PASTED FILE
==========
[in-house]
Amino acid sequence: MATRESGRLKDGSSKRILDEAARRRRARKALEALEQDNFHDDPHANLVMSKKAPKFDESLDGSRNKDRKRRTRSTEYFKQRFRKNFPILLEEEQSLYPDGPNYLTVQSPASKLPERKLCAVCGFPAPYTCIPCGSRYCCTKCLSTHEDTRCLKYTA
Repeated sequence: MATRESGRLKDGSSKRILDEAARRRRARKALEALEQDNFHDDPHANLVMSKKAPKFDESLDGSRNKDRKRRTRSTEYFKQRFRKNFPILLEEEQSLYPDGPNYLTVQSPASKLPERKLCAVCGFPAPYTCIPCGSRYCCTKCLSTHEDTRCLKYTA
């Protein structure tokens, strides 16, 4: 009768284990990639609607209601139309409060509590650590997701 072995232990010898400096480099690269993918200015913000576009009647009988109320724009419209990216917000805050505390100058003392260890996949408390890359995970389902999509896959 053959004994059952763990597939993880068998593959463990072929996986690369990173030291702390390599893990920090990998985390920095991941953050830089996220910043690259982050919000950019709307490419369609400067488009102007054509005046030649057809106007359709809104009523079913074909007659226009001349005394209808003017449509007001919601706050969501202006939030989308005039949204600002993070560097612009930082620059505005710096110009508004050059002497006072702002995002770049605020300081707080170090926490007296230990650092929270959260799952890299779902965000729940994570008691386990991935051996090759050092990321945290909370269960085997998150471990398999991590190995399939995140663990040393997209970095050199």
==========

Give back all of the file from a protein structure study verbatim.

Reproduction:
[in-house]
Amino acid sequence: MATRESGRLKDGSSKRILDEAARRRRARKALEALEQDNFHDDPHANLVMSKKAPKFDESLDGSRNKDRKRRTRSTEYFKQRFRKNFPILLEEEQSLYPDGPNYLTVQSPASKLPERKLCAVCGFPAPYTCIPCGSRYCCTKCLSTHEDTRCLKYTA
Repeated sequence: MATRESGRLKDGSSKRILDEAARRRRARKALEALEQDNFHDDPHANLVMSKKAPKFDESLDGSRNKDRKRRTRSTEYFKQRFRKNFPILLEEEQSLYPDGPNYLTVQSPASKLPERKLCAVCGFPAPYTCIPCGSRYCCTKCLSTHEDTRCLKYTA
């Protein structure tokens, strides 16, 4: 009768284990990639609607209601139309409060509590650590997701 072995232990010898400096480099690269993918200015913000576009009647009988109320724009419209990216917000805050505390100058003392260890996949408390890359995970389902999509896959 053959004994059952763990597939993880068998593959463990072929996986690369990173030291702390390599893990920090990998985390920095991941953050830089996220910043690259982050919000950019709307490419369609400067488009102007054509005046030649057809106007359709809104009523079913074909007659226009001349005394209808003017449509007001919601706050969501202006939030989308005039949204600002993070560097612009930082620059505005710096110009508004050059002497006072702002995002770049605020300081707080170090926490007296230990650092929270959260799952890299779902965000729940994570008691386990991935051996090759050092990321945290909370269960085997998150471990398999991590190995399939995140663990040393997209970095050199």